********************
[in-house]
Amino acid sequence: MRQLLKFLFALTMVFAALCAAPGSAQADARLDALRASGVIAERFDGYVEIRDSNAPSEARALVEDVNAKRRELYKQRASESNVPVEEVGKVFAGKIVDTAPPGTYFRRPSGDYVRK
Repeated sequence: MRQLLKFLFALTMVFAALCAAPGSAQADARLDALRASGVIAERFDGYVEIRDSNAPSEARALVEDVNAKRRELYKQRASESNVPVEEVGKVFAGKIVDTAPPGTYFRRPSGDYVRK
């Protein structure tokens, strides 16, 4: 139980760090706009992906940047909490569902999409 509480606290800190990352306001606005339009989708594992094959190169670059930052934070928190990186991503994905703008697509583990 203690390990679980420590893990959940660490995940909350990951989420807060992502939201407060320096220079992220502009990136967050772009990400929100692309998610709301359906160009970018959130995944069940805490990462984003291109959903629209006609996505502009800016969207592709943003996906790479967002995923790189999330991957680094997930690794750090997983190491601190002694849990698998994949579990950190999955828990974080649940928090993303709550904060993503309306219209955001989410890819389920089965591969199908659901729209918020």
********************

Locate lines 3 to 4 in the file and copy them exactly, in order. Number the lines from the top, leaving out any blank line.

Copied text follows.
Repeated sequence: MRQLLKFLFALTMVFAALCAAPGSAQADARLDALRASGVIAERFDGYVEIRDSNAPSEARALVEDVNAKRRELYKQRASESNVPVEEVGKVFAGKIVDTAPPGTYFRRPSGDYVRK
């Protein structure tokens, strides 16, 4: 139980760090706009992906940047909490569902999409 509480606290800190990352306001606005339009989708594992094959190169670059930052934070928190990186991503994905703008697509583990 203690390990679980420590893990959940660490995940909350990951989420807060992502939201407060320096220079992220502009990136967050772009990400929100692309998610709301359906160009970018959130995944069940805490990462984003291109959903629209006609996505502009800016969207592709943003996906790479967002995923790189999330991957680094997930690794750090997983190491601190002694849990698998994949579990950190999955828990974080649940928090993303709550904060993503309306219209955001989410890819389920089965591969199908659901729209918020």